One of the benefits I have mentioned before of this, now ubiquitous, digital landscape is the level-playing it has created. It is truly an equalizer between the affluent and moneyed and the wretched, the established and the unconventional. Some of us can still see, when we peer through our mind’s rear-view mirror, a time when interweb-by things were reserved for the very fortunate among us. 

Imagine with me, if you can, a time without email. When typewriters ruled the key-press-to-text world and only faxes and telegrams traveled across lands. What a time! I forgot pigeons (I never saw these and still do not know how they work.) I think messages arrived when they were tired (do not toss away your imagination hat so quickly). First, they would be roughly passed from one man to another, as though unwanted, and yet they carried the secrets of monarchs and nations. Trust men to be clueless. Upon arriving, they would then be disrobed and laid bare (thankfully to the audience of one most of the time) and then scanned intensely and thoroughly. The attention to detail was unmatched and very welcome. Then they would be laid down, still stretched out on all corners, as their intended hands replied to them as if line by line. What torture! 

Nowadays, the messages, through the internet, travel quickly with no (man)-handling (thank the Lord!) and sometimes, without proper reading and understanding, the replies come flying. Some aren’t read fully and many are not replied at all. Some argue that they are so many to all receive replies or intense reading. One thing they go through more than faxes is that they are laid bare for all the world to see. It is because of that that there’s no excuse for not knowing a thing because this digitization has disrobed most of the information the world has. If it has set foot on the internet, it left a print. A forever-print. 

Blogging is one such activity or tool that has allowed organizations and institutions alike to share perspectives, steer conversations, influence opinions and bring people to invisible tables on important issues. The best part is it is available to every Liz, Pat & Mary (or whoever Tom, Dick & Harry married). And that is how blogging influences societal discourse and drives change. But let me disrobe it a little more.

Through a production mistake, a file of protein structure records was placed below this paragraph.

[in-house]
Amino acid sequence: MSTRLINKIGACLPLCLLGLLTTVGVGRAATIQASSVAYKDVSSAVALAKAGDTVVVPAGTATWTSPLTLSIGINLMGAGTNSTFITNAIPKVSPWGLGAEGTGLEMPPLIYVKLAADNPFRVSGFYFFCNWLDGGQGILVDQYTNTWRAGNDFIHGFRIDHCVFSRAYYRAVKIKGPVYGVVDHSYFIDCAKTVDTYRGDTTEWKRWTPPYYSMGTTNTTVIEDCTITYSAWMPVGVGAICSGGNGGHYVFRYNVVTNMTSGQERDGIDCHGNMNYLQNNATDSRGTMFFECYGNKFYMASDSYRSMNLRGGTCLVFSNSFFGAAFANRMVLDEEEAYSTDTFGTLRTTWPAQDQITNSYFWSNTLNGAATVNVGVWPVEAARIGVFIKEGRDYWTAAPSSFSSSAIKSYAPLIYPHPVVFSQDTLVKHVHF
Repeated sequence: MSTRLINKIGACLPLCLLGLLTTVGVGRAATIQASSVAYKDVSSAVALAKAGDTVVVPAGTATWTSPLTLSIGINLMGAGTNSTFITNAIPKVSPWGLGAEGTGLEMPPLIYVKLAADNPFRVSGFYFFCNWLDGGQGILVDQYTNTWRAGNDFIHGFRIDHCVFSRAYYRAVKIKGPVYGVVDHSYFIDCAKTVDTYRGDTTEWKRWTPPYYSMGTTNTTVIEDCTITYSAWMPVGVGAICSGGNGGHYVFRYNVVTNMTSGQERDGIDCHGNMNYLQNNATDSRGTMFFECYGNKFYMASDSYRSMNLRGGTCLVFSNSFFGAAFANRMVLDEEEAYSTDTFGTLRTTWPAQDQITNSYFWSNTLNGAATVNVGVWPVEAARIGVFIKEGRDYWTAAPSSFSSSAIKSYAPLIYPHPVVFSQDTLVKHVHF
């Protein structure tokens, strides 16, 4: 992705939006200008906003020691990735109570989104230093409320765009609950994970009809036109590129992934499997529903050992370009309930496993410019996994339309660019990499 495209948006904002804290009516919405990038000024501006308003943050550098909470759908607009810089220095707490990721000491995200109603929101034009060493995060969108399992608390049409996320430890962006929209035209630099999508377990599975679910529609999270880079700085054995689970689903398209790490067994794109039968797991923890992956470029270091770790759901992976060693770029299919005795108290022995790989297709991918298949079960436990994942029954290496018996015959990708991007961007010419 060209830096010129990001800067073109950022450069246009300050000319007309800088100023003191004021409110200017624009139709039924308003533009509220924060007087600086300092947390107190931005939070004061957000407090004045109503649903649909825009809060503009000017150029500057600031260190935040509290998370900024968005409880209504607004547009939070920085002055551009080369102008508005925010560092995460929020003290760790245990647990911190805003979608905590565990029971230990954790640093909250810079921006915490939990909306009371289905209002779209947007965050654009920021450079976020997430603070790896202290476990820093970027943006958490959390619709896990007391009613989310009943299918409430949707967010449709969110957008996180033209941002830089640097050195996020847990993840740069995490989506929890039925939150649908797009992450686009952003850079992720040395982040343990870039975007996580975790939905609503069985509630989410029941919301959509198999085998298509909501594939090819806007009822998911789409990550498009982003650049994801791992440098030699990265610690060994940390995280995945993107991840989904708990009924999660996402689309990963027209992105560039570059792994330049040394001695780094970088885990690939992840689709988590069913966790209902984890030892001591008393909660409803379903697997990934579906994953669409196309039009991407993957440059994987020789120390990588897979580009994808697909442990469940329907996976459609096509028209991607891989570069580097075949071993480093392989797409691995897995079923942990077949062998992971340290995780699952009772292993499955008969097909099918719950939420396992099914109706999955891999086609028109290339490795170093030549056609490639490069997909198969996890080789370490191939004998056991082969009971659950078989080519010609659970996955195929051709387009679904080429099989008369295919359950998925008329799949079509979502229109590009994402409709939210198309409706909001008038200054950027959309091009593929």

It is a sure way to have representation for people of diverse backgrounds, the marginalized and the underrepresented because there are no gatekeepers on storytelling. We no longer have to jump through hoops like we used to in order to access traditional media platforms. This is very important for advocacy and challenging stereotypes. 

Ease of access speeds up information dissemination because it easier to find firsthand accounts and also have varied analyses to provide relevant insights that otherwise would have been missed if the access was limited to a chosen few. Experts that might not have access to mainstream media can opine and share their views to enrich public discourse. 

Feedback comes pronto. If you write it and I see it, I can express my opinion about it or reply to it. Granted sometimes it can be a waste of bandwidth but we cannot throw out the baby with the birth water as most of the comments are relevant, informative, rich with differing perspectives, and a boiling pot of dialogue and respectful idea exchange. 

Accountability has never been easier because things on the internet are hard to erase aiding ease of reference for generations. That promotes transparency which peels the curtain on many a once-hidden issues. 

This makes blogging a good driver for political change, social justice, activism on diverse subjects not forgetting awareness on all matter health. 

If you come across this and have never owned a blog of your own, writer or not, dare yourself today. Come out from the winter cold of letting ideas freeze in your mind because starting a blog is as easy as ABC. Besides, we should all be writers, don’t you think? Write me back if you disagree.